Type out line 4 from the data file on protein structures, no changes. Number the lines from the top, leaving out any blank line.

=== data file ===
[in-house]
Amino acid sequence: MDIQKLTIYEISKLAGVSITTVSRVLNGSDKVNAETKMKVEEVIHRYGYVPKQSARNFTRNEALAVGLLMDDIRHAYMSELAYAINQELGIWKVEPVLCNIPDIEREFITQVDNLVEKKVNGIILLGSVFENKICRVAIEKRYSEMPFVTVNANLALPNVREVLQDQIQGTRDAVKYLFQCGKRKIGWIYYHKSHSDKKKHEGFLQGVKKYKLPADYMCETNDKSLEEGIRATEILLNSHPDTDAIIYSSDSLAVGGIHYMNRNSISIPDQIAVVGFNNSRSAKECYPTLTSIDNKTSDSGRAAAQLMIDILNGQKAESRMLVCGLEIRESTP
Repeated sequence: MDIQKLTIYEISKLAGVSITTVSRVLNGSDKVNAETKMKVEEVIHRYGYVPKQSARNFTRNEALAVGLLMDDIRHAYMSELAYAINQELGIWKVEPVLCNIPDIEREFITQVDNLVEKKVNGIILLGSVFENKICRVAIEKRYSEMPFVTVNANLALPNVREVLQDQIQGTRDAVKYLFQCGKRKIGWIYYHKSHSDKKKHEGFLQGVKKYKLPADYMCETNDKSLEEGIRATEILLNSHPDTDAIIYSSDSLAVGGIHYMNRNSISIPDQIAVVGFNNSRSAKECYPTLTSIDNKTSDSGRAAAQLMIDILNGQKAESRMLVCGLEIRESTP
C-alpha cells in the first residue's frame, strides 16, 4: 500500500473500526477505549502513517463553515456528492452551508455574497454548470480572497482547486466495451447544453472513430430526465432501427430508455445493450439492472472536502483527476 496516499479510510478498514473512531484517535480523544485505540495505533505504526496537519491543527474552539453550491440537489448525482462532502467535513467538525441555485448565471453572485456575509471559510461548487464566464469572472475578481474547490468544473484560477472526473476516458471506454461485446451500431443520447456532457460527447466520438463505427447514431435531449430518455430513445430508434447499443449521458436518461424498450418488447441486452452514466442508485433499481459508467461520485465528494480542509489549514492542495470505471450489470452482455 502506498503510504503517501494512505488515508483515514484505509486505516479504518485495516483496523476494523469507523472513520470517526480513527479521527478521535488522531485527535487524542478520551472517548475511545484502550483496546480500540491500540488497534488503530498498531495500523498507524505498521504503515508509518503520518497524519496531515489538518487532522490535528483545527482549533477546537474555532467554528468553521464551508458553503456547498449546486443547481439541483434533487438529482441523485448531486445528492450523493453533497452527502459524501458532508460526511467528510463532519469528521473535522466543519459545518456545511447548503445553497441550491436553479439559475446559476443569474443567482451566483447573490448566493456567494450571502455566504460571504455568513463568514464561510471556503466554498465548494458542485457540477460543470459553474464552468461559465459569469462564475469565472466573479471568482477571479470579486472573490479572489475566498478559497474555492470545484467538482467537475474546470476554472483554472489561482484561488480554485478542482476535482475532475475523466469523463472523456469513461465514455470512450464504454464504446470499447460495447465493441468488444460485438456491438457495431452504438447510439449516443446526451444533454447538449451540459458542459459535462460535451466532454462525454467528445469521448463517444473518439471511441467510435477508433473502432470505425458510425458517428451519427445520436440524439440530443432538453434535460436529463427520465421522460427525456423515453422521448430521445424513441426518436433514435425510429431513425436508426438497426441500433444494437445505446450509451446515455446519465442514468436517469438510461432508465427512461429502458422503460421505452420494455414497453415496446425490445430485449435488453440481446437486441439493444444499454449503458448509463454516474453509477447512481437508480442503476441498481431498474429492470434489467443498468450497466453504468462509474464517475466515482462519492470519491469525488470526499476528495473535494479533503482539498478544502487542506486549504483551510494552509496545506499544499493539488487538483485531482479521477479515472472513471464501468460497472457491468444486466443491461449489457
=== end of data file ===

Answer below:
C-alpha cells in the first residue's frame, strides 16, 4: 500500500473500526477505549502513517463553515456528492452551508455574497454548470480572497482547486466495451447544453472513430430526465432501427430508455445493450439492472472536502483527476 496516499479510510478498514473512531484517535480523544485505540495505533505504526496537519491543527474552539453550491440537489448525482462532502467535513467538525441555485448565471453572485456575509471559510461548487464566464469572472475578481474547490468544473484560477472526473476516458471506454461485446451500431443520447456532457460527447466520438463505427447514431435531449430518455430513445430508434447499443449521458436518461424498450418488447441486452452514466442508485433499481459508467461520485465528494480542509489549514492542495470505471450489470452482455 502506498503510504503517501494512505488515508483515514484505509486505516479504518485495516483496523476494523469507523472513520470517526480513527479521527478521535488522531485527535487524542478520551472517548475511545484502550483496546480500540491500540488497534488503530498498531495500523498507524505498521504503515508509518503520518497524519496531515489538518487532522490535528483545527482549533477546537474555532467554528468553521464551508458553503456547498449546486443547481439541483434533487438529482441523485448531486445528492450523493453533497452527502459524501458532508460526511467528510463532519469528521473535522466543519459545518456545511447548503445553497441550491436553479439559475446559476443569474443567482451566483447573490448566493456567494450571502455566504460571504455568513463568514464561510471556503466554498465548494458542485457540477460543470459553474464552468461559465459569469462564475469565472466573479471568482477571479470579486472573490479572489475566498478559497474555492470545484467538482467537475474546470476554472483554472489561482484561488480554485478542482476535482475532475475523466469523463472523456469513461465514455470512450464504454464504446470499447460495447465493441468488444460485438456491438457495431452504438447510439449516443446526451444533454447538449451540459458542459459535462460535451466532454462525454467528445469521448463517444473518439471511441467510435477508433473502432470505425458510425458517428451519427445520436440524439440530443432538453434535460436529463427520465421522460427525456423515453422521448430521445424513441426518436433514435425510429431513425436508426438497426441500433444494437445505446450509451446515455446519465442514468436517469438510461432508465427512461429502458422503460421505452420494455414497453415496446425490445430485449435488453440481446437486441439493444444499454449503458448509463454516474453509477447512481437508480442503476441498481431498474429492470434489467443498468450497466453504468462509474464517475466515482462519492470519491469525488470526499476528495473535494479533503482539498478544502487542506486549504483551510494552509496545506499544499493539488487538483485531482479521477479515472472513471464501468460497472457491468444486466443491461449489457